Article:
Another record-tying cold snap sent temperatures plummeting for the second day in a row Sunday as Southern California residents ended their holiday weekend under increasingly cloudy skies.
With a forecast of rain today, a slight warming trend was expected to ease the chilly temperatures that left the area's homeless huddled in shelters, local farmers fearing for their crops and some motorists battling icy road conditions.
In San Diego, Sunday's low temperature was 37 degrees--tying a mark for the date set back in 1926--and only a day after Los Angeles had matched a 106-year-old record for the coldest temperature with a reading of 35 at the Civic Center.
Sunday's low in Los Angeles inched upward to 38, just two degrees above the record low for the date set in 1916.
New Front Arrives
A mass of Canadian air--along with the lack of winds and cloudless skies--was blamed for the bitter cold. But those conditions began to give way Sunday as overcast skies brought the threat of showers from a new cold front moving into Central California.
"We'll have off-and-on showers behind the cold front with mostly cloudy skies, and that cool, damp weather should not taper off until Wednesday," said meteorologist Dan Bowman of WeatherData Inc., which provides forecasts for The Times.
Snow levels in local mountain areas are expected to range from 4,000 to 5,000 feet today, forecasters said.
Sunday's Civic Center high reached 57, 10 degrees below normal for the date. Relative humidity ranged from 29% to 75%.
Way Below Normal
While daytime temperatures should reach the upper 50s today in the Los Angeles area, the forecast of light winds and added cloud cover will keep nighttime temperatures warmer than they have been in the recent cold snap, Bowman said.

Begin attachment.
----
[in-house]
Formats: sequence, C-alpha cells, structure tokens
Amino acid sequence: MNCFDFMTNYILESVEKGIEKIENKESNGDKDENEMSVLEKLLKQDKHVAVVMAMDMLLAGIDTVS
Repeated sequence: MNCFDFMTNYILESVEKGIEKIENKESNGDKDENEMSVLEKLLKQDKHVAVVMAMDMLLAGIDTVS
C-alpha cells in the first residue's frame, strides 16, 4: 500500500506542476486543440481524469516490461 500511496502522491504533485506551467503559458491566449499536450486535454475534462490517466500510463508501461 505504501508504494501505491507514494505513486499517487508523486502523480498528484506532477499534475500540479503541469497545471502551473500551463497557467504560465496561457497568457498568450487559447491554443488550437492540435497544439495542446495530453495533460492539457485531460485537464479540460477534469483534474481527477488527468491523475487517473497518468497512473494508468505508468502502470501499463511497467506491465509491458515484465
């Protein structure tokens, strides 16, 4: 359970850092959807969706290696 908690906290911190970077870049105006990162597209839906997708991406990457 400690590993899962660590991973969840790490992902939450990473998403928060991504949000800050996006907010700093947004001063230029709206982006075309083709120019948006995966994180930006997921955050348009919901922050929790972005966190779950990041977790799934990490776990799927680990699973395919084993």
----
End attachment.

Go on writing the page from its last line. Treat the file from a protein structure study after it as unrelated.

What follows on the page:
Los Angeles city and county officials said the weekend chill resulted in more than 1,000 homeless individuals and their families seeking assistance Saturday night in city and county shelters. But none of the California National Guard armories, which stood ready to accept overflow crowds, was needed, said Donna Dunn, countywide homeless coordinator.
Bob Vilmur, homeless coordinator for Los Angeles city, said that nearly 200 people found shelter in four city recreation centers Saturday night, including a large contingent in Elysian Park. But he added that, even with a warming trend expected, the prospects of a rainstorm poses a new threat for the homeless.
"We're obviously concerned about the chill factor, so we are very carefully monitoring the possibility of a rainstorm," Vilmur said.
The lingering cold was blamed for minor traffic accidents early Sunday in the Malibu Canyon area when two cars skidded on ice and went over the side of Las Virgenes Road. Los Angeles County Fire Capt. Pitt Gilmore said no one was injured in the accidents and blamed the icy conditions on water from a pipe that burst from the cold. The California Highway Patrol temporarily closed a section of the road because of the treacherous conditions, he added.
While temperatures in San Diego tied the 37-degree record at Lindbergh Field, a freeze warning in effect for agricultural areas was rescinded for Sunday night and Monday morning. However, some farmers were concerned that the persistent cold may already have damaged local crops including citrus and avocado trees.
"It really takes a week or even 10 days after the freeze to assess the damage, but there is no doubt that there was significant damage," said Bob Vice, who lives in Valley Center about 45 miles north of San Diego.
While some saw their livelihoods threatened by the winter chill, other businesses found the weekend weather advantageous, including ski resorts and tanning salons.
At the Norwalk Ice Rink, owner Tarius Madjzoub said Sunday his business was brisk despite the cold weather.
"I don't understand it. When it is hot, the people go to the beach and burn themselves when it is pleasant in the ice rinks. When it is really miserable cold, they come to the ice rink," he said.